It is convenient to blame teachers for America's education woes because it lets everyone else off the hook. Tragically, this has become the vogue opinion in the mainstream media, and I'm calling bullshit. Jonathan Alter's latest column in Newsweek pushed me over the edge. Here's the implicit argument:
Why do kids drop out? Not the stultifying test prep, overcrowded rooms, chronic absenteeism, or lack of personal connection to a counselor. It's bad teachers.
Why are America's test scores lagging compared to other countries around the world? Not deep-seated cycles of drugs/violence/ignorance in many neighborhoods or an antiquated school calendar with a ridiculous summer vacuum. It's complacent, unionized teachers.
What's the solution? Scrap the unions, clean house, and let the market sort it out.
Alter writes with certainty, "the key to fixing education is better teaching, and the key to better teaching is figuring out who can teach and who can't."
This spirit of exceptionalism is dangerous. According to Alter, you're either born with the teaching gene or not. You may have spent years earning a teaching degree, but that's worthless because, as Alter bizarrely claims, "most teachers' colleges teach the wrong stuff."
So who are among the special, birthrighted good teachers, benighted with secret understandings unavailable in higher ed institutions whose sole job is to prepare teachers?
Wendy Kopp, influential founder and leader of Teach For America, offered living examples of her vision for what teachers need to do in her recent commencement speech at Washington University. She cited Colleen Dunn, a rookie teacher working with struggling first-graders in St. Louis:
At the end of the school year, after nine months of days that began for Colleen at 4:30 in the morning and ended with her falling asleep over grading papers, lesson planning, writing parent newsletters, her students had made two years of progress in reading and math. The students who had started out so far behind were ready to enter second grade ahead of average second graders.
Judging from Colleen's example, the achievement gap doesn't need to exist...
Kopp's speech advances the argument for a paradigm of superteacher messiahs, one Alter appears to embrace. Surely, every example of an individual superteacher is above reproach and deserving of great praise.
But if Colleen is the model, working from 4:30 a.m. until a daily collapse, who's out? Forget single parents, who know more about facing challenges than just about anyone. Forget most that don't have the access to accrue the eye-catching resumes of Teach For America applicants. Forget people who choose balance over being a workaholic. The hero-martyr superteacher, cast in the mold of Hollywood friendly Freedom Writers or Dangerous Minds, is not replicable or realistic.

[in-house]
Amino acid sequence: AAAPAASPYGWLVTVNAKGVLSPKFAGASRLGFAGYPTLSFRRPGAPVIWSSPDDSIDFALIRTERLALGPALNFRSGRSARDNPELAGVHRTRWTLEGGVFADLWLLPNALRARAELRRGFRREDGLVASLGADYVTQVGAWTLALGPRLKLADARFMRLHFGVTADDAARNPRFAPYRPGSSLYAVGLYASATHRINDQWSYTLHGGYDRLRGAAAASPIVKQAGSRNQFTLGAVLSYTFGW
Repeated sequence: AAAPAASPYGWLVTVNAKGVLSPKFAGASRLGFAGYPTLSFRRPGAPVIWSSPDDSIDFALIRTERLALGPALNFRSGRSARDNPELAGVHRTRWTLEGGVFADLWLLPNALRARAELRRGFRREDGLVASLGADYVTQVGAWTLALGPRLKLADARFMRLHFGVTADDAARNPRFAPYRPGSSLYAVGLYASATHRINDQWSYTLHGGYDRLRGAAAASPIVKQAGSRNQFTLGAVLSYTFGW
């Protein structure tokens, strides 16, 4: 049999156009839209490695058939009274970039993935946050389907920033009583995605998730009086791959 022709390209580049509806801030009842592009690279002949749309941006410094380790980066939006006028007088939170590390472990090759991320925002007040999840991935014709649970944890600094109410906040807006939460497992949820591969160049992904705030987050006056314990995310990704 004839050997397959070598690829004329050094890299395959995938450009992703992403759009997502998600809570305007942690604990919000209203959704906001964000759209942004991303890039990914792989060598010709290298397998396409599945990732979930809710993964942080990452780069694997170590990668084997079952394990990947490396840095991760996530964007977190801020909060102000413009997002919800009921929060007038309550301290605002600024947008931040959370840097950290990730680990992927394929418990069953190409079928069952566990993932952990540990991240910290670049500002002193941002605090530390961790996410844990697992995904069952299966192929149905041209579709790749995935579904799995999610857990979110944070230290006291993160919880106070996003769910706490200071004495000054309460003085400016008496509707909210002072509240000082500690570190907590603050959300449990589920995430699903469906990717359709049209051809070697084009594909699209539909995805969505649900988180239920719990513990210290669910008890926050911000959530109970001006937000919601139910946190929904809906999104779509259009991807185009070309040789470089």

I agree with Alter that there are some complacent, ineffective teachers out there who should be fired. I also agree with Kopp that Colleen sounds like a superb teacher. However, this obsessive focus on cleaning house and demanding superhuman performance misses a larger point. (Time Magazine drew similarly raised blood pressure when they featured DC School Chancellor Michelle Rhee on their cover in December 2008, scowling and holding a broom. The headline spotlighted her gutsy "battle against bad teachers.")
Most teachers in America are smart and dedicated enough to help their students achieve. They're not the unaccountable fiends holding kids back, as Alter portrays them with his broad brush. Poverty, deficiency of support services, disjointed curricula, overemphasis on testing, and overcrowded classes do far more to impede student achievement.
If you are reading this with the slightest inclination to agree with anything I've written, Alter has already prepared for and discounted us. He'd refer to you and me as parts of
"the Blob, the collection of educrats and politicians who claim to support reform but remain fiercely committed to the status quo."
BS. I want kids to learn and I want bad teachers to go. I welcome reform and genuine accountability in my classroom, but to do that right it needs to come from more than a single, reductive standardized test.
We need those with the biggest microphones to stop scapegoating teachers and their right to have a collective voice, and to start stepping into living classrooms to see what's really happening on the ground. Then they can tell the real story.
Dan Brown is a teacher in Southeast Washington, DC and the author of The Great Expectations School: A Rookie Year in the New Blackboard Jungle.
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